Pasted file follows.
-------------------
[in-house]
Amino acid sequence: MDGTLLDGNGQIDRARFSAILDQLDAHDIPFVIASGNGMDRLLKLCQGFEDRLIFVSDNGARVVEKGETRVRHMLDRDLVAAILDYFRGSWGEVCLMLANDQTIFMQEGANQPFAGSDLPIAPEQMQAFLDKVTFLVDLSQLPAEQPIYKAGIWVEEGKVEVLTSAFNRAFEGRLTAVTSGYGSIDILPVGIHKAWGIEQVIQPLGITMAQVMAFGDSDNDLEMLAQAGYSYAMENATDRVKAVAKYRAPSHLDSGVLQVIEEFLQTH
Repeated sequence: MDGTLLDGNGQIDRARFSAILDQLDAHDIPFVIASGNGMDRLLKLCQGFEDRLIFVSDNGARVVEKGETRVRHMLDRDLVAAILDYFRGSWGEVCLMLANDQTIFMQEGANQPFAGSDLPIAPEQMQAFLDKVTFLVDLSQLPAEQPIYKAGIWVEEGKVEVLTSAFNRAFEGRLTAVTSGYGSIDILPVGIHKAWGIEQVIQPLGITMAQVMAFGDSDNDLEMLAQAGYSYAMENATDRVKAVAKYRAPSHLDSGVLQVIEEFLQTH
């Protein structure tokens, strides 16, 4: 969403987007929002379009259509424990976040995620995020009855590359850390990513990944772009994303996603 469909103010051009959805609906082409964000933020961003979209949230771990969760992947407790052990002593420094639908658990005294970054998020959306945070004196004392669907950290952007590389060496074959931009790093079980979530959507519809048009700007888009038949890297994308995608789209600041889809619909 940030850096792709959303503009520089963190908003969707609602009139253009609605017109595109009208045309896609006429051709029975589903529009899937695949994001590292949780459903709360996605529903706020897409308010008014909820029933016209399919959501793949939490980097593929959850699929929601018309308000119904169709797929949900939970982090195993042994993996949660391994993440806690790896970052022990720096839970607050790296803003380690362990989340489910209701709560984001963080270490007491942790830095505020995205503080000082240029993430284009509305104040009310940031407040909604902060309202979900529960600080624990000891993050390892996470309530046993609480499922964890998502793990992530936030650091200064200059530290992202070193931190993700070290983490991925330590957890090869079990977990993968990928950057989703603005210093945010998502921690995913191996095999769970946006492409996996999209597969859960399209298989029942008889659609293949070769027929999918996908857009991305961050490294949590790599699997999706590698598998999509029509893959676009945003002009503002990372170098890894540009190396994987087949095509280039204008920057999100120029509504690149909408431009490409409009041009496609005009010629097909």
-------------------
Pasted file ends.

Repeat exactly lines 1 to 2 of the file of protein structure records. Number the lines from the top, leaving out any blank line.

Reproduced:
[in-house]
Amino acid sequence: MDGTLLDGNGQIDRARFSAILDQLDAHDIPFVIASGNGMDRLLKLCQGFEDRLIFVSDNGARVVEKGETRVRHMLDRDLVAAILDYFRGSWGEVCLMLANDQTIFMQEGANQPFAGSDLPIAPEQMQAFLDKVTFLVDLSQLPAEQPIYKAGIWVEEGKVEVLTSAFNRAFEGRLTAVTSGYGSIDILPVGIHKAWGIEQVIQPLGITMAQVMAFGDSDNDLEMLAQAGYSYAMENATDRVKAVAKYRAPSHLDSGVLQVIEEFLQTH